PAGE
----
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Three Ways Sony Could Make the PSP Phone Work

Sony, not content with merely bumping up the specs of the PSP into the new Go version, is considering transforming the PSP into a phone too. Is this a smart move by the consumer electronics giant, or a very dumb one?

Sony, not content with merely bumping up the specs of the PSP into the new Go version, is considering transforming the PSP into a phone too. Is this a smart move by the consumer electronics giant, or a very dumb one?

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PSP Phone

PSP Phone rumors have come and gone in the past, fueled by fantasy and interesting tidbits like the Sony patent pictured above. But the latest one seems to carry a little more weight, and even mentions that Sony will be setting up a project team to develop the product as soon as July. From a distance, it seems to be a pretty sensible idea–Sony’s PSP is, after all, a successful handheld gaming console, and has already gone through several design refreshes. Sony’s also been in partnership with Ericsson for years, turning out a range of phones with a varying degree of success. Combining those two design lines would be a natural progression.

Why would Sony want to do this? Because it’s lagging behind many other, younger competitors in the mobile cellphone gaming field, including Android phones, Nokia and Palm’s smartphones, and Apple’s iPhone. All of these competing devices now have powerful CPUs and GPU options, large touchscreens, and accelerometer-based inputs–both of which the PSP lacks. And, exemplified by the iPhone’s App Store, there are tens of thousands of apps out there for the devices, many of which are games. These games, some coming from big-name publishers and phone makers, are undoubtedly eating into the PSP’s revenues.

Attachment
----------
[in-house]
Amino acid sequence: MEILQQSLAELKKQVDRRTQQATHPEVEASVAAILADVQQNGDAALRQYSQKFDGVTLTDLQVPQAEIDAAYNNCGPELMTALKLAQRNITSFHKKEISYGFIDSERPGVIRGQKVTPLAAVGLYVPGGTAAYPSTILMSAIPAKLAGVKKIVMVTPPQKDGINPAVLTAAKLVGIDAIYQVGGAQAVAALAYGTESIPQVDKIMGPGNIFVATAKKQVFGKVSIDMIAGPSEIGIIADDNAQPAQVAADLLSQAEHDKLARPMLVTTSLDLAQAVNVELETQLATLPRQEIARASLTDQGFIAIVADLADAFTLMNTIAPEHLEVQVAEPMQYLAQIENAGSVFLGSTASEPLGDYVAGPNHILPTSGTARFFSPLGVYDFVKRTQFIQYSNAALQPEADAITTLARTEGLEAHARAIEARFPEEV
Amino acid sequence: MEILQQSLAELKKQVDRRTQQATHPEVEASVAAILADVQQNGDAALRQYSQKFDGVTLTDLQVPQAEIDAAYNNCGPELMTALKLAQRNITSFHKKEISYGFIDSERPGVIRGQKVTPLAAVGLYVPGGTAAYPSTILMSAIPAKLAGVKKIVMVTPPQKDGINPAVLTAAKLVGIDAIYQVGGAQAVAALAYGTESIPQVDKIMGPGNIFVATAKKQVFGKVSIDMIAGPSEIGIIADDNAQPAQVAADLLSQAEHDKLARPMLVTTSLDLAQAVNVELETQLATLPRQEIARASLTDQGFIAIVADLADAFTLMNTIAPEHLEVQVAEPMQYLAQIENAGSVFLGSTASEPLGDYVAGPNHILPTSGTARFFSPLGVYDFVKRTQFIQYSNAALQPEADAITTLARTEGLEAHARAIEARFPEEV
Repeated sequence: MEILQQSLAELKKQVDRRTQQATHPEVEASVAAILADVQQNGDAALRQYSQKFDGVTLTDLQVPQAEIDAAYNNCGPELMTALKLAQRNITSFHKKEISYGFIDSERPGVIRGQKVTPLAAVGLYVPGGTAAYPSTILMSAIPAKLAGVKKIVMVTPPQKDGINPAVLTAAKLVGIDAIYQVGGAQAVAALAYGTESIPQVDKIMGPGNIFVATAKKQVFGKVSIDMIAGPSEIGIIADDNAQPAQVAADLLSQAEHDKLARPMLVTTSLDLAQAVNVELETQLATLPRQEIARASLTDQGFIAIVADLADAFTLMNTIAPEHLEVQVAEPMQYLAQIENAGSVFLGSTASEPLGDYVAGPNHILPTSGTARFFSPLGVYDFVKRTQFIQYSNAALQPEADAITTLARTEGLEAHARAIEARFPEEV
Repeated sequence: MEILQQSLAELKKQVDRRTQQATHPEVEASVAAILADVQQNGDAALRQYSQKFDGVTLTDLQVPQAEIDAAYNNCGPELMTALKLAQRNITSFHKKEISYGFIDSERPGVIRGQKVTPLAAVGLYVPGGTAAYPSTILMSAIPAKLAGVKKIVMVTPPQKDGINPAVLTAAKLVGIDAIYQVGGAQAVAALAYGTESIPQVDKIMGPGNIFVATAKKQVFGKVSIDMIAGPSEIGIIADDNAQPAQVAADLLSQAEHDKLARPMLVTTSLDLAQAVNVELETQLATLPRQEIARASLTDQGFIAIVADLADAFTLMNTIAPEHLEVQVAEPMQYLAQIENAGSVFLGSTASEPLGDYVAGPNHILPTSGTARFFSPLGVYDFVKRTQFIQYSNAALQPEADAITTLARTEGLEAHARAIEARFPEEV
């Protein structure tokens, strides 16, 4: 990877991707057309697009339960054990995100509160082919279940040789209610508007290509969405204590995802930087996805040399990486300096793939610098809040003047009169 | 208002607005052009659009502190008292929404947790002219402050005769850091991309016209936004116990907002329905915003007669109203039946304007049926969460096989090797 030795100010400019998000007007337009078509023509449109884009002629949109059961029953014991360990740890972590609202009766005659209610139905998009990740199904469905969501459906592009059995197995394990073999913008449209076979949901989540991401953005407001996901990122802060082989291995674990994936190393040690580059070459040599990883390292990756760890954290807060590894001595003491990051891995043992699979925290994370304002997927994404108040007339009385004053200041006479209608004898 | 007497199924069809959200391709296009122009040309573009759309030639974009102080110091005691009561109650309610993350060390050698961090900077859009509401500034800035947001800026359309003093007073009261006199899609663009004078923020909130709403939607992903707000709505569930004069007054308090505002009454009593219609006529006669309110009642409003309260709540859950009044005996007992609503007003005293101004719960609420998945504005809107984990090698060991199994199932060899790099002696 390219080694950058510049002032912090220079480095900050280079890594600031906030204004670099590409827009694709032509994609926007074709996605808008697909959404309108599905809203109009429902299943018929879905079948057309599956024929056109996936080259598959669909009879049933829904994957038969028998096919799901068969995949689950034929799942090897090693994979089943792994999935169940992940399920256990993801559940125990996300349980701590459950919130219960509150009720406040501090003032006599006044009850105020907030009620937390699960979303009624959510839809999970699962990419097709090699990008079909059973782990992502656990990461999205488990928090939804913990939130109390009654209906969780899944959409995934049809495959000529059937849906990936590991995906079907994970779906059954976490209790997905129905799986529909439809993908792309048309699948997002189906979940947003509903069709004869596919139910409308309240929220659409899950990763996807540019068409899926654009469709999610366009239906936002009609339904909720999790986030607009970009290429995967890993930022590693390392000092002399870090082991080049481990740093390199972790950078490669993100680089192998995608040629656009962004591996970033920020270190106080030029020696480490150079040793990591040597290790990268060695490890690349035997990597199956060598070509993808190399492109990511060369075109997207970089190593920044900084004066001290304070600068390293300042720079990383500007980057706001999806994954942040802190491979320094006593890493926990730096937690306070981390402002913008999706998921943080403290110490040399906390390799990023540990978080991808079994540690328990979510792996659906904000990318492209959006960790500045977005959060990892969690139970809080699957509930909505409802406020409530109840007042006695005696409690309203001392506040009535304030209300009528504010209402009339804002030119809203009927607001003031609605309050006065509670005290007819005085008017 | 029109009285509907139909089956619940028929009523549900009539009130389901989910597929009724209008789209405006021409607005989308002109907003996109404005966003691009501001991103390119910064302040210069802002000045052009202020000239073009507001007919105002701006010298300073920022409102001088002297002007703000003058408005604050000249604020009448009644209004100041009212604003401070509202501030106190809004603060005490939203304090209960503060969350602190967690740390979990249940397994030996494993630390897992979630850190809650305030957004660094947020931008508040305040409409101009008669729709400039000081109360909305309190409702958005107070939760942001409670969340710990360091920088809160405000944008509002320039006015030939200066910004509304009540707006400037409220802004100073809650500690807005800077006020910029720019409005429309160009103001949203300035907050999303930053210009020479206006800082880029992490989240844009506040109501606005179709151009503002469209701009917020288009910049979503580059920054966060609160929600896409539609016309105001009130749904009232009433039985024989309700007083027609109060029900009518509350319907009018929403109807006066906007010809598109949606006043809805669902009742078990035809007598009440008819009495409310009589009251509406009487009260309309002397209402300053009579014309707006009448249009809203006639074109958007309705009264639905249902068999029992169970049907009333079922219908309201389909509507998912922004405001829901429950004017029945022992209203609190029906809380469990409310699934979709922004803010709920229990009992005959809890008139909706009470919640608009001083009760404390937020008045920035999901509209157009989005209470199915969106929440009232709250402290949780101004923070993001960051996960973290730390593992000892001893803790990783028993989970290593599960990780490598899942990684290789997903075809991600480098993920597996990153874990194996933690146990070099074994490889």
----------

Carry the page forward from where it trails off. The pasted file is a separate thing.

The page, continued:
Sony’s not helped the situation much. The new PSP Go may be a better design than its predecessors, but it’s arguably what the PSP should’ve been like in the first place, and by pricing it significantly higher than the existing PSPs, Sony’s pushing it towards the smartphone price bracket–a market in which the PSP just cannot compete.

Hence it’s highly plausible that Sony’s really looking at recapturing some of its lost revenues by launching its own gaming-centric smartphone. For it to work, however, Sony must avoid three pitfalls. The first is the horse designed by committee issue–Sony absolutely cannot afford for a hybrid Sony Ericsson/PSP to be a camel. The second is getting the timing right–Sony must be swift. The new iPhone, still more suited for games than its predecessors, is already out and selling by the millions and a new iPod touch, also rumored as more powerful and gamer-friendly, is due in September. And third, price: The PSP Go’s price is wrong, and Sony’s PS3 has partly stuttered since launch due to high unit costs. Pricing a PSP phone at some ridiculous level would be a disaster.

[via Yahoo, BGR, Reuters

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